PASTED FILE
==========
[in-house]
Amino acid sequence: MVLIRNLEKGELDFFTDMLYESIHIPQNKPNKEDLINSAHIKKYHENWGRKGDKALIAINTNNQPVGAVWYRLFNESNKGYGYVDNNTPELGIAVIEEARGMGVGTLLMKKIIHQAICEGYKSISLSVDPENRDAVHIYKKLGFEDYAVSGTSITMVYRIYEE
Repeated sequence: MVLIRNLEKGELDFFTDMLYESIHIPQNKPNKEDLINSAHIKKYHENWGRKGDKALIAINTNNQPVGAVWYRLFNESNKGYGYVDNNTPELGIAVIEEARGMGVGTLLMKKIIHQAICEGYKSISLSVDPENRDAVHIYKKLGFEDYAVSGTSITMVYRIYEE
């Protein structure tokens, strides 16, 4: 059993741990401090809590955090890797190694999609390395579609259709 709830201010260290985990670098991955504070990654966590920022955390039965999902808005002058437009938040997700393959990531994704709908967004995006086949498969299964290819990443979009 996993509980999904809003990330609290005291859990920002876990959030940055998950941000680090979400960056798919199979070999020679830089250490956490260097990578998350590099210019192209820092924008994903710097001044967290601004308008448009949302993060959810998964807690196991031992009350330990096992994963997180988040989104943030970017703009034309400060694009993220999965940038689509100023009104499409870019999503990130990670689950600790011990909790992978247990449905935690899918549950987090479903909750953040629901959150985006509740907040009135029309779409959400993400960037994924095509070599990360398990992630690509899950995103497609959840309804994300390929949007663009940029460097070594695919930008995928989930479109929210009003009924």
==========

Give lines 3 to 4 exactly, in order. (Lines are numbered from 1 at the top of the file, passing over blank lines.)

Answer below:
Repeated sequence: MVLIRNLEKGELDFFTDMLYESIHIPQNKPNKEDLINSAHIKKYHENWGRKGDKALIAINTNNQPVGAVWYRLFNESNKGYGYVDNNTPELGIAVIEEARGMGVGTLLMKKIIHQAICEGYKSISLSVDPENRDAVHIYKKLGFEDYAVSGTSITMVYRIYEE
């Protein structure tokens, strides 16, 4: 059993741990401090809590955090890797190694999609390395579609259709 709830201010260290985990670098991955504070990654966590920022955390039965999902808005002058437009938040997700393959990531994704709908967004995006086949498969299964290819990443979009 996993509980999904809003990330609290005291859990920002876990959030940055998950941000680090979400960056798919199979070999020679830089250490956490260097990578998350590099210019192209820092924008994903710097001044967290601004308008448009949302993060959810998964807690196991031992009350330990096992994963997180988040989104943030970017703009034309400060694009993220999965940038689509100023009104499409870019999503990130990670689950600790011990909790992978247990449905935690899918549950987090479903909750953040629901959150985006509740907040009135029309779409959400993400960037994924095509070599990360398990992630690509899950995103497609959840309804994300390929949007663009940029460097070594695919930008995928989930479109929210009003009924």